Quote from mjbsn2006
I'm currrently in a BSN program. My school also offers a MSN program that you can begin after graduating with the BSN. How long do you recommend working as a RN at some type of facility before switching to an educator at a university? My school hires most of their MSN grads as clinical faculty. Normally the MSN is 36 hrs., and can be completed in 2+ yrs.? Is that enough time to be prepared for a teaching role. Also, is 9 hrs. a semester to many hours to take for graduate courses if you plan on working full time, most of the classes are online?Thanks.
Think about your experience as a student, and your professors. It's the same everywhere (I assume): the ones who haven't worked hands on in 20 years, and the ones who still work per-diem on the weekends. Who is the better professor? Don't you want to be able to share your clinical experiences to your students, rather than lecturing from a text? I've been a nurse for 10yrs, and it will be 12 by the time I get my MSN in Ed. And the thought scares me that I will not be able to 'know everything'. But at least I have 10yrs of various experience to draw from.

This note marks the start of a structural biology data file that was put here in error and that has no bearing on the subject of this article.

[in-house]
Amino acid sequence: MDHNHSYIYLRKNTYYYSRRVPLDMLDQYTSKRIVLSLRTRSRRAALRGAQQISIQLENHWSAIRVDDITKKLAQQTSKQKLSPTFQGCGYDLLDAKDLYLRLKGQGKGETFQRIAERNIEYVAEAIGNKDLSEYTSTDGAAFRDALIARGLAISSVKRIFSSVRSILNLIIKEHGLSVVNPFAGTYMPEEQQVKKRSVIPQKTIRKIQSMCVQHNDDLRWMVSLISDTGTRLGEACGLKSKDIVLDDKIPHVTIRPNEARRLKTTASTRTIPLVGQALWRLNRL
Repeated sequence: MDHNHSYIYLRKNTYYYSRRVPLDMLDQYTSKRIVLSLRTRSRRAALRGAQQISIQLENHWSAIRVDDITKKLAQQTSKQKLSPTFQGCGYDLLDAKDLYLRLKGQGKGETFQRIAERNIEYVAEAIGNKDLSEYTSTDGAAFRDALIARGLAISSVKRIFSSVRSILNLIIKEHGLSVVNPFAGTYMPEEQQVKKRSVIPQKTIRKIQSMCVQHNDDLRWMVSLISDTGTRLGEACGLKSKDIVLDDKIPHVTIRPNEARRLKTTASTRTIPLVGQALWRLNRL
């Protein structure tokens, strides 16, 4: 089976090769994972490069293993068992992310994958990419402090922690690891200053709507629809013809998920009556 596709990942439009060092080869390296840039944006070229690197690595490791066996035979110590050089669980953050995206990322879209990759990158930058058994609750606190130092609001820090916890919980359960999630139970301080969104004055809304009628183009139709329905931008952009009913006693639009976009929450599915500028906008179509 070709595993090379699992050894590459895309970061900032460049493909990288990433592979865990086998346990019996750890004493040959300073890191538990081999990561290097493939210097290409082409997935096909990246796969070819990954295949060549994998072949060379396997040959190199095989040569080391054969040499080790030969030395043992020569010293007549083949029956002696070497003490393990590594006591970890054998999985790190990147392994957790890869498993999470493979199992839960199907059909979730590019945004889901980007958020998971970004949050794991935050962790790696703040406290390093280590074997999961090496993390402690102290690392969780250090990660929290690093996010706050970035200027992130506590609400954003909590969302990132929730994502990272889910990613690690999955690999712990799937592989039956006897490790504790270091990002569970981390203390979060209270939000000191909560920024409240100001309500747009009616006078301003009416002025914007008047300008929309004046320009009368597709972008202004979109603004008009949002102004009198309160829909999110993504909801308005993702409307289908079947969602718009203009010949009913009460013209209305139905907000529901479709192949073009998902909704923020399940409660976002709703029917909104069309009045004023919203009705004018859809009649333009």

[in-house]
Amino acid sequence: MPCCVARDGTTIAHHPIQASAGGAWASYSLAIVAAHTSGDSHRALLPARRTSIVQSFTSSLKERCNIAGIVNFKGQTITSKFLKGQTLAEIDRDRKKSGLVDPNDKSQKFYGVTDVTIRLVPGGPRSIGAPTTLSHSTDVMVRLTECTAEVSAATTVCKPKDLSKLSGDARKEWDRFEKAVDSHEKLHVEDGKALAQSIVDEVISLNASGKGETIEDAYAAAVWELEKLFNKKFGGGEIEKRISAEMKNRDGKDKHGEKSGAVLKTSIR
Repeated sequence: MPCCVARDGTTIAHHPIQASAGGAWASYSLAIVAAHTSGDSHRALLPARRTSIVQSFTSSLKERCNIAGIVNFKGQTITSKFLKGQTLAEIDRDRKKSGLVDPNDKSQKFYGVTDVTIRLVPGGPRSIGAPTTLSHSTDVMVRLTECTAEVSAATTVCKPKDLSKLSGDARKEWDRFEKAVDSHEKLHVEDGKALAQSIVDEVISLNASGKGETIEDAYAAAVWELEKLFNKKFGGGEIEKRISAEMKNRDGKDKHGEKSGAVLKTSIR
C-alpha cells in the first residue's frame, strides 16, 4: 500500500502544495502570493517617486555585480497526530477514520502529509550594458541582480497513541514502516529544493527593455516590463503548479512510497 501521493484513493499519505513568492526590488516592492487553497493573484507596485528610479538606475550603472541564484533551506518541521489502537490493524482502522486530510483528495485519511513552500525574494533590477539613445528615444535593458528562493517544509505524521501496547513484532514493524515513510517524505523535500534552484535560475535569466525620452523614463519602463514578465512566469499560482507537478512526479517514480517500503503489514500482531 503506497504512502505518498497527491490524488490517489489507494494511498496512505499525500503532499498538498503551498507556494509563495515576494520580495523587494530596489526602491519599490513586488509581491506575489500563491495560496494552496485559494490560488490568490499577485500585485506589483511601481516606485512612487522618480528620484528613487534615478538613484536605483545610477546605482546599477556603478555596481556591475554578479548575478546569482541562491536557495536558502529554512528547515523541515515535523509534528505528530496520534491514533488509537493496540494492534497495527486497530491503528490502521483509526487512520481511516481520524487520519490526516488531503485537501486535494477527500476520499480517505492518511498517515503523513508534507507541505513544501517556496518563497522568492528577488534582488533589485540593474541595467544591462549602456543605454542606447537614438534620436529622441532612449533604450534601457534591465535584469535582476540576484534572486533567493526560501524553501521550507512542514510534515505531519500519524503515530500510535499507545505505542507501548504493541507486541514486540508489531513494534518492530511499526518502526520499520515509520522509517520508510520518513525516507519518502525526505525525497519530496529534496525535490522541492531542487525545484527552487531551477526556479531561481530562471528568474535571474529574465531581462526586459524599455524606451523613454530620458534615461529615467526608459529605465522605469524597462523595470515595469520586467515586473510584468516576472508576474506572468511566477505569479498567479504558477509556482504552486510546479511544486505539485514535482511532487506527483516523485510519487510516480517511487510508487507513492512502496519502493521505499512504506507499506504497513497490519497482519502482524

It's not the 2yrs of grad school that prepares you, it's the experience on the floors that prepares you. 9 credits is a lot in grad school, (more than 9 undergrad), also, depending on your other commitments. I work per-diem, and take 6 credits, and that's plenty. I also have a 4yr old. Grad classes are no joke (I know undergrad isn't either). More papers and presentations, which are time consuming (but better than tests). If I were you I'd take it slow at first. Get yourself acclamated (sp?) to full time nursing. You need to go through orientation and get comfortable first. Take 1 or 2 core classes the first semester. that's just my 2 cents